Prepare for SATs at home
SATs are meant to show the progress your child has made at school. They are a record of your child's attainment that can be passed on to their secondary school. SATs are also an indicator of how well your child's school is doing. The school's KS2 results are published nationally in league tables and can really impact a school’s profile.
At KS1 children barely know they are taking their SATs but at KS2 they are often very aware and preparation for them at school will be a lot more obvious. Many children will care that they do well in these tests and will do want to do their best.
As parents our role is to support them in this process, so they enter their assessments feeling confident, capable and relaxed.
Helping them know what they need to do
Helping your child prepare for SATs can be a useful way to see where there may be gaps in their learning and understanding. Once spotted these gaps can be addressed. Investing in a few Collins practice workbooks is well worthwhile. Working through these will help your child recall what they have learned throughout their school year and affirm their understanding. Just 10 minutes every now and again can make such a difference.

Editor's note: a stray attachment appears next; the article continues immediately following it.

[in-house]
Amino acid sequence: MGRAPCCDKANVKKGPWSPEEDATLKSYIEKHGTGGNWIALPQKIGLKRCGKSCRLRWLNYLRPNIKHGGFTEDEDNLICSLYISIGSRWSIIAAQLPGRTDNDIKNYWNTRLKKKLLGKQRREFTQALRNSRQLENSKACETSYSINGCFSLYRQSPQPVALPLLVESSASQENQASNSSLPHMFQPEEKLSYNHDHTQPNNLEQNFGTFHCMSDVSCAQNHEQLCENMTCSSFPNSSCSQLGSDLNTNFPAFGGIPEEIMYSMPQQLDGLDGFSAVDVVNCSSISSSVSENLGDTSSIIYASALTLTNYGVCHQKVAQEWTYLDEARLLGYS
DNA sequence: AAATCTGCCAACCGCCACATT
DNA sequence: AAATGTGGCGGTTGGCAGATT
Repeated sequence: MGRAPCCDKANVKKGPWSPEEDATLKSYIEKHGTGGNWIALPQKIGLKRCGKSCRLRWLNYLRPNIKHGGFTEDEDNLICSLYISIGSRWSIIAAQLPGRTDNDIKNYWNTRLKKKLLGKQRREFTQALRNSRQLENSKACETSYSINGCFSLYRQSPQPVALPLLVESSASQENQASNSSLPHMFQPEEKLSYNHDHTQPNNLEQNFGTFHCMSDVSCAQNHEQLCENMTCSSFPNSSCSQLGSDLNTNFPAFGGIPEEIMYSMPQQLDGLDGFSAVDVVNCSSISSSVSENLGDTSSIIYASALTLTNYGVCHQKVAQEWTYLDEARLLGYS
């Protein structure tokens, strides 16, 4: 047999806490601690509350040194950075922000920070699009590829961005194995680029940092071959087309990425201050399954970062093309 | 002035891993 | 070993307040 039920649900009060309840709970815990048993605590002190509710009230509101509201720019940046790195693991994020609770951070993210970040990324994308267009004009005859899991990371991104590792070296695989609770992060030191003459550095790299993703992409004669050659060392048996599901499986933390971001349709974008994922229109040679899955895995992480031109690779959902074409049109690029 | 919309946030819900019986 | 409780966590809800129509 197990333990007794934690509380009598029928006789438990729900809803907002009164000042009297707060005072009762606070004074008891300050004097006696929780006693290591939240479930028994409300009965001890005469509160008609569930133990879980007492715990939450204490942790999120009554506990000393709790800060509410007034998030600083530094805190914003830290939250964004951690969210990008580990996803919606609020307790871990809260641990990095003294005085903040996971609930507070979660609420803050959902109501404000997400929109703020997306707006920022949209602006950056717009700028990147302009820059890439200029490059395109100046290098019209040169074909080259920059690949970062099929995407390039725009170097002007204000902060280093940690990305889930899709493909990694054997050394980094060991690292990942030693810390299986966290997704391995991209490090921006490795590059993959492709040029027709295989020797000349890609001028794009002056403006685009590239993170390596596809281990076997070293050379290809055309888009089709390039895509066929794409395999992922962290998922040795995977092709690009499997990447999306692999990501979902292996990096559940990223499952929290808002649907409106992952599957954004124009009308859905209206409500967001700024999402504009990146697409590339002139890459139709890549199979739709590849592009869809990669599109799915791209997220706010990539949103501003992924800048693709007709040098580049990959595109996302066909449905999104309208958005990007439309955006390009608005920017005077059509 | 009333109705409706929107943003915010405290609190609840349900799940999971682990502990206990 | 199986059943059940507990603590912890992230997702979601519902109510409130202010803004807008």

Preparing them for formal assessment
Exams are always a bit scary and for your child this will be their first experience.
Some children might like to have a go at practice test papers and if so, it is a good idea to let them. This will reassure your child about what is to come and take away a lot of their nerves. Once they have done a few test papers you could encourage them to have a go timed and in silence so they won’t struggle with this on the day.
Preparation and practice can help a child relax and reduce their anxiety.
It is the school’s job to prepare the children for their SATs, not primarily yours, so there does not need to be pressure from home. If your child does not want to have any additional support with their SATs it may be wise to back off. They are, after all, just primary school tests and you don’t want to stress your child out about them.
It is important to emphasise they are nothing to worry about and you think your child is just brilliant no matter how their tests go.
Opportunities to learn, revise and practice can be offered and encouraged. It is important though that life should go on as normal with the usual sports, playdates and relax time.
The more positive, calm and relaxed you are the more positive, calm and relaxed your child’s attitude will be and the more likely they to achieve their potential.